What is a provisional patent application?
The provisional patent application is not the same as a full, granted patent application. A provisional patent application is filed exclusively at the USPTO (US Patent and Trademark Office). Consider the provisional patent application as a preliminary patent application. There are a few key differences between a provisional and a full patent.
Here’s how a provisional patent application is different:
It has fewer requirements, and a more straightforward application process. Because of these factors, the provisional patent application is a perfect solution for those who want to file first and obtain coverage over their ideas, then file for a full patent later.
It doesn't turn into a full patent application automatically - you still have to file for a full (utility) patent application. The provisional patent application will require you to file a full patent application within a year.
The official patent examination won't start before the end of your provisional application period, which is up to one year from the filing date. However, you still have to meet the patent filing requirements of the USPTO for your provisional. If your full patent application is vastly different from the description of your provisional application, your provisional may not give you the coverage that you need.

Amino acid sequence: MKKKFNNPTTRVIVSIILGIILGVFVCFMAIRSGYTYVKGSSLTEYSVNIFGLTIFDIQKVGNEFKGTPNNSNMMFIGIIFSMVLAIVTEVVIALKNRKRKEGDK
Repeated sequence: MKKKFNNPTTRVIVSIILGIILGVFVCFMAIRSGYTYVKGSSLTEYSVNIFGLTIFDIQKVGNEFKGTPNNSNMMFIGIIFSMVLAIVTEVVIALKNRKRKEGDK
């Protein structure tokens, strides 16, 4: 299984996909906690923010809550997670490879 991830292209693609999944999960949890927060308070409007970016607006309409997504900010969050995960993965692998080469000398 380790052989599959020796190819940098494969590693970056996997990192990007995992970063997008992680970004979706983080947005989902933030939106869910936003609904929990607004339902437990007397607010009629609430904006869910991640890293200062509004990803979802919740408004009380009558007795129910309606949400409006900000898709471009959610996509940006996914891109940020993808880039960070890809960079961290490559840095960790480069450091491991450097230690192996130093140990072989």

Provisional patent applications are great for those innovators who want to file first. Remember, the first patent to be filed for an idea — whether a provisional or a full (utility) patent — wins. Once you have filed, you are allowed to use the "patent pending" designation.
It is highly recommended for those filing a provisional patent application to consider involving a patent attorney or agent to get the best coverage for your idea.
The provisional application has straightforward documentation. It includes a cover sheet, written documentation of your application, and the fees for the application. In addition, we strongly recommend preparing patent drawings as well.
Keep in mind, we specialize in provisional patent applications. If you have any further questions on provisionals, please reach out to us.
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